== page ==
Is using wool cruel?

posted in: Sheep, Wool | 30

Yesterday I received a comment from a friend that contained several questions, and I wrote a comment in response that really needs to be a blog post, even though it's not something I'd ordinarily write about. There will be no pictures, either, for which we are all grateful. Not even links to pictures of some of the topics (but I found some great links for others).

The short answer: NO, using wool is not cruel. It involves a symbiotic relationship between two species. Sheep either shed their wool and it can then be gathered for human use, or they are shorn for health reasons and the wool then becomes something the sheep doesn't need any more and humans are free to use.

With the breeds that shed, which are relatively uncommon these days, the symbiosis is an example of commensalism, in which one side of the exchange (humans) benefits and the other (sheep) is neither harmed nor aided. With shearing the relationship is one of mutualism, where both sides benefit. Either way, the sheep are not harmed by the use of their wool.

Yet there are reasons why this discussion of cruelty takes place.

Here's the comment with its questions:

Hi Deb, A well-meaning but misguided vegan acquaintance told me it was cruel to knit with wool and that man was mistreating sheep for their wool. I think she based that outrageous statement on what she heard about Australian merinos. Can you discuss a bit about the need for man to shear sheep (are there sheep that don't need shearing? and why the majority do need shearing?) and can you educate me on the whole merino controversy thing? If the above questions are not to your liking/not your area of interest, I'll understand.

Here's the response I wrote, with a couple of additions:

Hi, Dina. Ah, yes. As a vegetarian advocating for sheep, I take some heat from both sides. The current economy requires that flocks be managed for their meat sales; I've been accused of being disloyal to the entire enterprise of raising sheep because I don't eat meat. On the other side, well-meaning vegetarians and vegans who haven't been around sheep—or who have seen some of the information on a particular practice with Australian Merinos—react hard in the "cruelty" direction, as your friend has done.

I've studied the issues involved. I am comfortable with my own life choice in being a vegetarian. I've been one for a very long time. While recognizing the realities of the contemporary market, part of my work—in alignment with my personal philosophy—has the intention of increasing the economic value of wool as a way of supporting the shepherds in their work, so that fiber becomes a bigger part of the overall picture and a more substantial reason for maintaining healthy, contented flocks of these amazing animals in all their astonishing diversity.

And as I have studied sheep and other fiber animals I have had to look at the accusations of cruelty in order to get a comprehensive picture of why this controversy exists and what my thoughts about it are.

On the Australian Merino controversy

The practice your friend has heard about is called mulesing, and don't put that term into your search engine unless you want to be grossed out. (I've linked to a Wikipedia article that gives a good overview with no illustrative material.) It's appalling, and some of the photos are worse. I don't like to think about it, much less talk about it. THAT SAID, I have done my research, because I needed to know. (1) The practice prevents flystrike, which can be gruesomely painful and fatal to the animals (worse than the mulesing, which is why it's done—and there are also photos on the web of flystrike resulting in death) and (2) the practice is being eliminated, although it has not been completely phased out because alternatives to prevent flystrike need to be in place or the elimination of the practice will result in more suffering for the animals.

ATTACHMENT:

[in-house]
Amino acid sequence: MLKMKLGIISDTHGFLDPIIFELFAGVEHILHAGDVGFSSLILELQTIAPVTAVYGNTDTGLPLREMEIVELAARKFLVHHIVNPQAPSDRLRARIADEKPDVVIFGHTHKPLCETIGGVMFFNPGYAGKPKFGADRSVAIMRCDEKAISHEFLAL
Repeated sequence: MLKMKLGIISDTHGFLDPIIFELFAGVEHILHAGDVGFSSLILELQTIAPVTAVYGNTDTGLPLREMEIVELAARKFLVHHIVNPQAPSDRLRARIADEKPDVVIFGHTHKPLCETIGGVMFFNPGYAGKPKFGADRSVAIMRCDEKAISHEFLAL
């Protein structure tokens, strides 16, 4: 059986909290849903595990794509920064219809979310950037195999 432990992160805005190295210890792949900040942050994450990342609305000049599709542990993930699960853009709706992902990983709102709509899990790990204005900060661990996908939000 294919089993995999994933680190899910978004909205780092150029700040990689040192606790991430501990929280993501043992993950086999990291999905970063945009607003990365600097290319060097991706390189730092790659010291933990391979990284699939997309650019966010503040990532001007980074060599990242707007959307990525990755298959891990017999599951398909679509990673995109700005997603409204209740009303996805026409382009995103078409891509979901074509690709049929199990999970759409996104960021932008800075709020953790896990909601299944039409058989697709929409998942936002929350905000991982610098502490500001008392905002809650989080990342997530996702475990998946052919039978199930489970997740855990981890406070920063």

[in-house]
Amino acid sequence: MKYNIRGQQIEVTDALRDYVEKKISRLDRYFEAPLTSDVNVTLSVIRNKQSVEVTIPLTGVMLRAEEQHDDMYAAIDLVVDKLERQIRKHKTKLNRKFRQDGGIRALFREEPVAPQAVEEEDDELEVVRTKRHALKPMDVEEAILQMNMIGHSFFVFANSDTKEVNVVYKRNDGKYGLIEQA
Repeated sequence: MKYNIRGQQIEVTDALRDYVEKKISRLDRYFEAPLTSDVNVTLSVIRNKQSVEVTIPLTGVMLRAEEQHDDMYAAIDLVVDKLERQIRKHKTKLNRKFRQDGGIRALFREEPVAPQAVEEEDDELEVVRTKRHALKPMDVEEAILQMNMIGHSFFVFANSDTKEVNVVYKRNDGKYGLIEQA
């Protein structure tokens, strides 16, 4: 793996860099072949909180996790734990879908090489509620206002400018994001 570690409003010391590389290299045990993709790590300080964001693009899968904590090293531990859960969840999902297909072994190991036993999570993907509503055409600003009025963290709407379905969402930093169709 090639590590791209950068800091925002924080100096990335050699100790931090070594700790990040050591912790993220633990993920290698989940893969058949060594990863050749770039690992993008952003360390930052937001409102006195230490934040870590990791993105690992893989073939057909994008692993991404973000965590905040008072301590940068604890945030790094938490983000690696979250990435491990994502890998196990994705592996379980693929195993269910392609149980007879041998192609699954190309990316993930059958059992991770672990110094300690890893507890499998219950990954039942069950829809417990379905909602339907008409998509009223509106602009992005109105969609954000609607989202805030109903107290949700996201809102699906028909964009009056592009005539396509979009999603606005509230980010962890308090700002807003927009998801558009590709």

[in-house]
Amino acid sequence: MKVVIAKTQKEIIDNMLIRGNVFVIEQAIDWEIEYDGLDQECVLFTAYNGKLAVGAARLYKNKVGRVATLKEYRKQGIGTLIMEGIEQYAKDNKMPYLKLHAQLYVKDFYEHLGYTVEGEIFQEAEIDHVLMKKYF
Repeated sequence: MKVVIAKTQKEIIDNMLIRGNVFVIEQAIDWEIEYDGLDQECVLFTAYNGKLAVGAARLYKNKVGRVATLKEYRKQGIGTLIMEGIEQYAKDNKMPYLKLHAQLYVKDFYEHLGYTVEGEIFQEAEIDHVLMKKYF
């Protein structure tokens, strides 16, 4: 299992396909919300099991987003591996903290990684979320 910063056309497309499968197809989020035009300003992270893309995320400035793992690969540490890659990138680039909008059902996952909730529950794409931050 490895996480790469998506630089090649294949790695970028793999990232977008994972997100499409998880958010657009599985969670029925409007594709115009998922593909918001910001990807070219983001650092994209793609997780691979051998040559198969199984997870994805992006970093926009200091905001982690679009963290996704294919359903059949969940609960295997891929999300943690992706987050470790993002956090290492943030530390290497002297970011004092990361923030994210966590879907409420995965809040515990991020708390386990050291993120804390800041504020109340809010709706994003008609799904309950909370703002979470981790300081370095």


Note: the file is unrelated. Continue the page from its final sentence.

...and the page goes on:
Australia has massive flocks of Merino sheep. Management techniques for livestock on that scale are very different than the management techniques used for smaller flocks, or even of huge flocks of breeds other than Merinos, who are noted for growing large quantities of exceptionally fine wools. Merinos have also been bred to have skin that occurs in loose folds (producing more surface area for the growing of more wool), which increases their susceptibility to flystrike. Climate is a factor, as are seasonal variations; flystrike is worse when it has been especially rainy. In areas where flystrike occurs and the resident animals are susceptible to it, it needs to be prevented.

Mulesing as a practice for controlling flystrike is something I'd love to see disappear completely . . . yesterday, or sooner. There's an interesting article on the topic—one of the authors is Bernie Rollin, a well-known animal ethicist whose work I respect enormously—in one of the scholarly journals. Getting a copy of the entire article requires $$ or access through an academic library, but the abstract gives the gist.

Management in flocks that are less than massive can provide more individualized attention to the sheep (including Merinos). That means that husbandry practices can also be individualized. The sheep I frequently write about that are on the RBST and ALBC lists are in small flocks. There aren't enough of them to make really big flocks (which is okay: they don't fit environments that can handle large flocks).
In fact, the Australian Merino situation does not reflect general sheep husbandry practices in other breeds and other parts of the world, for many reasons. It has changed some already, and it does need to change more.

On shearing

There are sheep that don't need shearing. They fall into two basic groups: hair sheep (they may have wool as well as hair, but not much and it sheds) and the so-called primitive breeds that shed seasonally.